Mention South Korean TV dramas and you’ll most likely conjure up the image of heart-fluttering scenes or tear-jerking breakups, brought to life by undoubtedly gorgeous actors and actresses with flawless skin.
Last year saw many turning to the genre of Korean dramas, most likely due to the time we were spending at home. Yet, you’ll quickly realise that most of them, no matter how compelling the storyline or how intriguing the context was, revolved around at least one love line.
Crash Landing on You? A South Korean heiress and a North Korean officer. It’s Okay to Not Be Okay? An unlikely romance between an antisocial children’s book writer and a psychiatric ward caretaker. Even Start-Up, a show based on the hardships of entrepreneurship had a highly debatable (#TeamGoodBoy, anyone?) rom-com plot line.
While these rom-coms are great for a cosy night (or day) armed with plenty of feel-good moments, there are many other binge-worthy South Korean dramas that aren’t all about love and hope.
If you have ever dismissed the thought of watching South Korean dramas because of the predictable love lines, or you’re just looking to expand your repertoire of South Korean shows beyond romance, this list for you.
Read on for all our favourites.
If there’s one show that caught South Korea by storm in late 2018, it would be Sky Castle. The storyline follows four families in the top one percent of South Korea, highlighting the psychological traumas and pressures each individual of these rich, corrupted households has to face. At the core of the drama lies a satirical social commentary of those “born with a silver spoon” who have to live up to societal expectations in all aspects of life.
The World of the Married
We’re still reeling from the whirlwind that is The World of the Married. The 16-episode drama hinges upon what happens after the happy endings and plunges the audience deep into a plot that’s built on infidelity and betrayal. Unlike many South Korean dramas, the unfiltered series doesn’t have a set protagonist or antagonist. Instead, it paints a picture of what humans really are — flaws, failures and all — which leaves the audience to draw their own conclusions as to who is really “at fault” for a “failed” marriage.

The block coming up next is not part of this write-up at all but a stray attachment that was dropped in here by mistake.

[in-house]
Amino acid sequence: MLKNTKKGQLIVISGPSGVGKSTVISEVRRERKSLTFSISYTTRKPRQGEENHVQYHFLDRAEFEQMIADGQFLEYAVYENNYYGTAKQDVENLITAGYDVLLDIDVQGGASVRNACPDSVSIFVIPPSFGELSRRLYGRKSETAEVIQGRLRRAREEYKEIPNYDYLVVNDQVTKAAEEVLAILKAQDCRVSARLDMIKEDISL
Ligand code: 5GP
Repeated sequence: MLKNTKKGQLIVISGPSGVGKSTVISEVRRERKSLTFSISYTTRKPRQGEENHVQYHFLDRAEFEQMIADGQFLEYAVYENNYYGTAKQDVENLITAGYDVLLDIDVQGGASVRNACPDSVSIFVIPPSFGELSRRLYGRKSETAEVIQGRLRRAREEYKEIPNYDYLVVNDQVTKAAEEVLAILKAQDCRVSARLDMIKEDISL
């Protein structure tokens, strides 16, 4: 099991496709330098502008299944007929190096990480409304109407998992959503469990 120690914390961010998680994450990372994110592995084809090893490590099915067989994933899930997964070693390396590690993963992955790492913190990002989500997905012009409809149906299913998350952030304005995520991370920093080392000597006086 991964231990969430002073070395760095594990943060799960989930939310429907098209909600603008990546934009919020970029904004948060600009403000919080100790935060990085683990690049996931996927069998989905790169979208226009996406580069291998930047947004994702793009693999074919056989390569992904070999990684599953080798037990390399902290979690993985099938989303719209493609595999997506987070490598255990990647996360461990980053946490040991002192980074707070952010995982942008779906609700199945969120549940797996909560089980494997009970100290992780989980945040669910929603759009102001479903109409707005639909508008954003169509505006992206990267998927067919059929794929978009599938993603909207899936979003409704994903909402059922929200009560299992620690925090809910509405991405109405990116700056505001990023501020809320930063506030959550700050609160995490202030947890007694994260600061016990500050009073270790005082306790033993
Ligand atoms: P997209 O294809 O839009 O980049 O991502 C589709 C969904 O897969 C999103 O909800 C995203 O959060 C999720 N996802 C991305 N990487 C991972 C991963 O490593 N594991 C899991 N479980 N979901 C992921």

Prison Playbook is calm and well-paced prison series which tackles important themes like male relationships and friendships while calling out the fragility of toxic masculinity. Despite its grim premise, each character is well thought out, exemplifying the humanity that most prisoners are often stripped of when being described.
What makes a Mother? This heartwrenching drama follows the likes of a substitute elementary school teacher who recognises the incessant, grotesque abuse that one of her students is going through, and, due the lack of protection from the state, decides to kidnap her and run away. Here, the audience is consistently directed to the theme that being a mother is based on pure, sacrificial love, and not in biology alone.
We love a good crime show, especially when its stories have been inspired by real-life murders. Signal takes a turn early in the series when a lieutenant discovers that he can speak to a long-missing police detective via a mysterious walkie-talkie that seems to be in a different year every single time they converse. Together with another detective, the “time-travelling” trio find themselves solving gripping crimes and preventing them from ever taking place.
(All images: Netflix)
This story first appeared on Lifestyle Asia Singapore.